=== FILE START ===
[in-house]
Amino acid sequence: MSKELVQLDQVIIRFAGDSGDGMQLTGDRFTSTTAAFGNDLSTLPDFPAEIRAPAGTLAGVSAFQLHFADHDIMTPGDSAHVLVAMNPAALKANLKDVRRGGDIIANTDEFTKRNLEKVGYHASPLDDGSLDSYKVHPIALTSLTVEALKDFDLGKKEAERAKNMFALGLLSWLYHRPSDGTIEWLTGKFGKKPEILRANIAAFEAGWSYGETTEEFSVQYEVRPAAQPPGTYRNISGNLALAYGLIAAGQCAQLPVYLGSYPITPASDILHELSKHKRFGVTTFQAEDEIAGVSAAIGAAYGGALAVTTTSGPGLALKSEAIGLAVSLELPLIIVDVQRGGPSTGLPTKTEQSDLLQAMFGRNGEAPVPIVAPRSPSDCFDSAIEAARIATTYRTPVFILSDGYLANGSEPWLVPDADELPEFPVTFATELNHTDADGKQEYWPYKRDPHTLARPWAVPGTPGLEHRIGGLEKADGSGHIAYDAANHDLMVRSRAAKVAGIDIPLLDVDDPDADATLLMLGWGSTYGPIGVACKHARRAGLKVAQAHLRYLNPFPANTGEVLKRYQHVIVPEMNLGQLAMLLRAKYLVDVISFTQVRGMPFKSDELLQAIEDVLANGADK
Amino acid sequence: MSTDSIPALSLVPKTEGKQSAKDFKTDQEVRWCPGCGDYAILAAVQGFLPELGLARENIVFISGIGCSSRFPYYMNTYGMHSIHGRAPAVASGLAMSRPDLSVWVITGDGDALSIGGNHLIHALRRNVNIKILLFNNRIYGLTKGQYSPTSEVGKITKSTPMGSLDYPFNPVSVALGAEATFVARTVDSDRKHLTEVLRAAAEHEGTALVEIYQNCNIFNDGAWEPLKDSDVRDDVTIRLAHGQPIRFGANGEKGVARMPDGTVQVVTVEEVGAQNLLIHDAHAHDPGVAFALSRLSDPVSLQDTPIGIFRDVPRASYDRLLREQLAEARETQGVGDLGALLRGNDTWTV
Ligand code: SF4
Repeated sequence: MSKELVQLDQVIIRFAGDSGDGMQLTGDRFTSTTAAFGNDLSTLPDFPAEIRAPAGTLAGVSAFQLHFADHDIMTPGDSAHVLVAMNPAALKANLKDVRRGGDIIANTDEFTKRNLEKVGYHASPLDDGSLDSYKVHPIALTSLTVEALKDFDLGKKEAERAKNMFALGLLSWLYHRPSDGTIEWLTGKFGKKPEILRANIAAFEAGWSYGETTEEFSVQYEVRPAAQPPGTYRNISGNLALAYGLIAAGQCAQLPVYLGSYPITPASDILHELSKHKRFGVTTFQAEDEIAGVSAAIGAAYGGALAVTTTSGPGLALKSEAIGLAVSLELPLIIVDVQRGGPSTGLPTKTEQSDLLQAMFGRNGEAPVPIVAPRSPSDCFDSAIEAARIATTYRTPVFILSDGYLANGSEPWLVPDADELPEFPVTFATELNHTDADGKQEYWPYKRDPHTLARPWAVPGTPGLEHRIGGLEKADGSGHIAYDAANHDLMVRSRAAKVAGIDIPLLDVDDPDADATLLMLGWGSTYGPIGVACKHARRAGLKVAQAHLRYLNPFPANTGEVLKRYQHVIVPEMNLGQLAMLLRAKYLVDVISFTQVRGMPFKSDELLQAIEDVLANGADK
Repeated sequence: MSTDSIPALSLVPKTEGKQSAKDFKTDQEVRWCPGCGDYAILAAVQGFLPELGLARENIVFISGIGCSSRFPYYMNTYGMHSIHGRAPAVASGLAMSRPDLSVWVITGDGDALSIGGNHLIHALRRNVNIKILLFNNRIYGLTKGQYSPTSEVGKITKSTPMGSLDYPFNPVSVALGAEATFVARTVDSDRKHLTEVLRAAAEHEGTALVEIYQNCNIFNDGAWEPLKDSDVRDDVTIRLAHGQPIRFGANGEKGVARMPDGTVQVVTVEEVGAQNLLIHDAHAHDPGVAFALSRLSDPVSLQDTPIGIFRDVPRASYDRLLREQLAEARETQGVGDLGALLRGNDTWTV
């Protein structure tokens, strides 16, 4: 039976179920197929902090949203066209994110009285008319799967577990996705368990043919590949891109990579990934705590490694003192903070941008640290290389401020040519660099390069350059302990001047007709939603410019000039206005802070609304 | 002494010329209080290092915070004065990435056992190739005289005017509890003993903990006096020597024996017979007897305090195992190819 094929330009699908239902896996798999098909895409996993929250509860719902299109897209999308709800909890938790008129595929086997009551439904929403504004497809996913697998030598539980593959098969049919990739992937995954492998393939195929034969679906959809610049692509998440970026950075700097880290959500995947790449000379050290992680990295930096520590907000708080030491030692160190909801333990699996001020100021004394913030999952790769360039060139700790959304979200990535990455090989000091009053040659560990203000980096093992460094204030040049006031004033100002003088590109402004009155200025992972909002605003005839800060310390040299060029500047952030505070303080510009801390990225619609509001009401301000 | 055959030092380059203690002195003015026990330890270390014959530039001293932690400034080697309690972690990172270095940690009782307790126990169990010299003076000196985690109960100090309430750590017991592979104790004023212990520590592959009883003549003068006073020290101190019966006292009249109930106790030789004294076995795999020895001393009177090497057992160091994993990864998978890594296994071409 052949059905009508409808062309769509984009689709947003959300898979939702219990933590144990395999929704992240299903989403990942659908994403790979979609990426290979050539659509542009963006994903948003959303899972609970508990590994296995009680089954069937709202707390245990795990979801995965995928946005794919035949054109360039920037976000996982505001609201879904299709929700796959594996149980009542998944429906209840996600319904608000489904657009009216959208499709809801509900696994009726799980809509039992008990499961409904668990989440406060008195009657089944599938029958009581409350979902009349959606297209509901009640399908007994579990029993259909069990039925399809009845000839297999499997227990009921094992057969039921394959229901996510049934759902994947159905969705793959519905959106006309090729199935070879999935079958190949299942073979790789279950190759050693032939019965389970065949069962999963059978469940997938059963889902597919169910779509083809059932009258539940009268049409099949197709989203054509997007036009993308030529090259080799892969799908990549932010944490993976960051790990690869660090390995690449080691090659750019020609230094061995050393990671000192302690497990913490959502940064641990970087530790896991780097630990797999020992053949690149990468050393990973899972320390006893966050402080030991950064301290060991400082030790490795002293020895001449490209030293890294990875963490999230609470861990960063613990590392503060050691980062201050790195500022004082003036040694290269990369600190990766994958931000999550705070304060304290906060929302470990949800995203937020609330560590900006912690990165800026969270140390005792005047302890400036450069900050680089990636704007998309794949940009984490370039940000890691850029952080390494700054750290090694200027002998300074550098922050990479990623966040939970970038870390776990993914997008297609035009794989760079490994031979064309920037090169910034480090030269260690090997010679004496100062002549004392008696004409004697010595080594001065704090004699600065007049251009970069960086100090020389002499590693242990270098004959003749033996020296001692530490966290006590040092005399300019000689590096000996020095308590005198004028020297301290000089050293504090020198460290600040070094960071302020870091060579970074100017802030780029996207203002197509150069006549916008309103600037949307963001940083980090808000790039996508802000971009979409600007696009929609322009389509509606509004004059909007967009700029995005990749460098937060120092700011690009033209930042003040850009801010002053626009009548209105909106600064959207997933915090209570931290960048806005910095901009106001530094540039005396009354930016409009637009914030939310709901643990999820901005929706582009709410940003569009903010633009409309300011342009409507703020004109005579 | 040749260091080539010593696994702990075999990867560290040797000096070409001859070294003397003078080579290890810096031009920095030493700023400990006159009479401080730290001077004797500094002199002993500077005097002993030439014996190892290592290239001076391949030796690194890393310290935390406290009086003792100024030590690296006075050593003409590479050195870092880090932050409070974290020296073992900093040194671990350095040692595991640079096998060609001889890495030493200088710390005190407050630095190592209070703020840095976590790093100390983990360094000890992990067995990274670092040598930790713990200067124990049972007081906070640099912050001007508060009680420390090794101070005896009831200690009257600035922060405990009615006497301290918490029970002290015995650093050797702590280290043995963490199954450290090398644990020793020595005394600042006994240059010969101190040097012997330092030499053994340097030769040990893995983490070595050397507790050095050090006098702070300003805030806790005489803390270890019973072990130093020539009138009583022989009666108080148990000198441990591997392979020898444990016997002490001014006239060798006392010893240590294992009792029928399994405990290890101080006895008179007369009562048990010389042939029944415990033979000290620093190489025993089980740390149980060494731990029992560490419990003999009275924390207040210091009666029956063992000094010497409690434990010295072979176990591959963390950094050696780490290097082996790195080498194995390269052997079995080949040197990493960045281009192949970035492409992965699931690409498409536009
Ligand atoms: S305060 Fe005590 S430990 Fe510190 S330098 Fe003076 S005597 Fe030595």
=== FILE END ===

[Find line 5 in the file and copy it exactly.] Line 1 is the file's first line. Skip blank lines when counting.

Repeated sequence: MSKELVQLDQVIIRFAGDSGDGMQLTGDRFTSTTAAFGNDLSTLPDFPAEIRAPAGTLAGVSAFQLHFADHDIMTPGDSAHVLVAMNPAALKANLKDVRRGGDIIANTDEFTKRNLEKVGYHASPLDDGSLDSYKVHPIALTSLTVEALKDFDLGKKEAERAKNMFALGLLSWLYHRPSDGTIEWLTGKFGKKPEILRANIAAFEAGWSYGETTEEFSVQYEVRPAAQPPGTYRNISGNLALAYGLIAAGQCAQLPVYLGSYPITPASDILHELSKHKRFGVTTFQAEDEIAGVSAAIGAAYGGALAVTTTSGPGLALKSEAIGLAVSLELPLIIVDVQRGGPSTGLPTKTEQSDLLQAMFGRNGEAPVPIVAPRSPSDCFDSAIEAARIATTYRTPVFILSDGYLANGSEPWLVPDADELPEFPVTFATELNHTDADGKQEYWPYKRDPHTLARPWAVPGTPGLEHRIGGLEKADGSGHIAYDAANHDLMVRSRAAKVAGIDIPLLDVDDPDADATLLMLGWGSTYGPIGVACKHARRAGLKVAQAHLRYLNPFPANTGEVLKRYQHVIVPEMNLGQLAMLLRAKYLVDVISFTQVRGMPFKSDELLQAIEDVLANGADK